[¶9]      Husband continued drinking and gambling; and, in 1998, he became abusive toward Wife.  Wife filed for divorce on March 24, 2000, and obtained a restraining order against Husband.  When Wife left Husband, she took a majority of the household furnishings but left Husband all the recreational vehicles and equipment, lawn tools, guns, hand tools, and some household furnishings. 

 

[¶10]   The trial court awarded each party the separate property each had in its possession, except for a Lefse rolling pin, which was ordered returned to Husband.  The trial court ordered the home to be sold and divided the proceeds equally to each party.  Each party was awarded his or her own social security benefits, and Husband was ordered to release any interest in Wife's life insurance policy, 401(k), and investment club.  Wife was awarded $2,959.00 as reimbursement for the value of her Sears stock that she had contributed to the start-up costs of the snack business.  The trial court also ordered Husband to reimburse Wife $1,321.00 for one-half of the value that Husband had paid to himself as reimbursement for the mortgage payments, as well as $1,508.00 for one-half of the money Husband received as damages to the jointly owned vehicle.  Husband appeals from this order.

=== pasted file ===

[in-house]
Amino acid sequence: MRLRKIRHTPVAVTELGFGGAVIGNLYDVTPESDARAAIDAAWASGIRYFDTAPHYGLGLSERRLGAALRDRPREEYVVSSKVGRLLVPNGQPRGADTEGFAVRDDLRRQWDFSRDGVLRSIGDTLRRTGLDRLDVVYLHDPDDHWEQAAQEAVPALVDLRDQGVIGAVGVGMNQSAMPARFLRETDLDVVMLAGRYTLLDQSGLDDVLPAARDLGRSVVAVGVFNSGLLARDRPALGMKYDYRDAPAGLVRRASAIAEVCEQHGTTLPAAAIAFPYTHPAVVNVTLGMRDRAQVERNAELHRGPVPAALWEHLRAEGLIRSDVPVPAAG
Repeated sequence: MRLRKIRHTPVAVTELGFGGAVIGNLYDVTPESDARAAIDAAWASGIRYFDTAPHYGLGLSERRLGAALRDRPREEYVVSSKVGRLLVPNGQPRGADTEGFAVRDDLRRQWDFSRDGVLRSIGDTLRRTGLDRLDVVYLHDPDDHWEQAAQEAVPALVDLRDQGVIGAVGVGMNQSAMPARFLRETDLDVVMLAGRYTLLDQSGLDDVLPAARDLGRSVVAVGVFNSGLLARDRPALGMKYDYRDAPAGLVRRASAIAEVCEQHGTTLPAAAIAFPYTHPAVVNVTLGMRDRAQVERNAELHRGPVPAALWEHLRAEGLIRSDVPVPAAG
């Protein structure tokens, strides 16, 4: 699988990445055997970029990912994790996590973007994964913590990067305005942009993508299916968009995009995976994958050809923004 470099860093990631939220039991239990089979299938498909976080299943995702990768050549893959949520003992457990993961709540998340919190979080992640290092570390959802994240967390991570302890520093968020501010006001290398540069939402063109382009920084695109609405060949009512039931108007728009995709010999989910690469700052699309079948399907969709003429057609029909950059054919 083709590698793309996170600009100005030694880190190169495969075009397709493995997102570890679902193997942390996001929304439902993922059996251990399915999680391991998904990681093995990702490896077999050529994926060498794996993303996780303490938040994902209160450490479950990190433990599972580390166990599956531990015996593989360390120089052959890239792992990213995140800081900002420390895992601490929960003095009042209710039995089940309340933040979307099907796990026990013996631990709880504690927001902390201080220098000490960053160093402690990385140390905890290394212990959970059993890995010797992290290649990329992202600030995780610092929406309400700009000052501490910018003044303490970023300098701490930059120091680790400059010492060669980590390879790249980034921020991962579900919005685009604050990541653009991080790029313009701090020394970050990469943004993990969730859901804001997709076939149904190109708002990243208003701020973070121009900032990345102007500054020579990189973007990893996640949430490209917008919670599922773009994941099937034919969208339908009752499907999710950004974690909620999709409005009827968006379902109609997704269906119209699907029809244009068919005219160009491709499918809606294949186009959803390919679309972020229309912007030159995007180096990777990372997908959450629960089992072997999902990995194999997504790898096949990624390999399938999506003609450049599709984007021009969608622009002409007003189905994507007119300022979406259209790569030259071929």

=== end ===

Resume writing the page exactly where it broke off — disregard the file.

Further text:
STANDARD OF REVIEW

 

[¶11]   Wyo. Stat. Ann. § 20-2-114 (Lexis 1999) governs the division of marital property: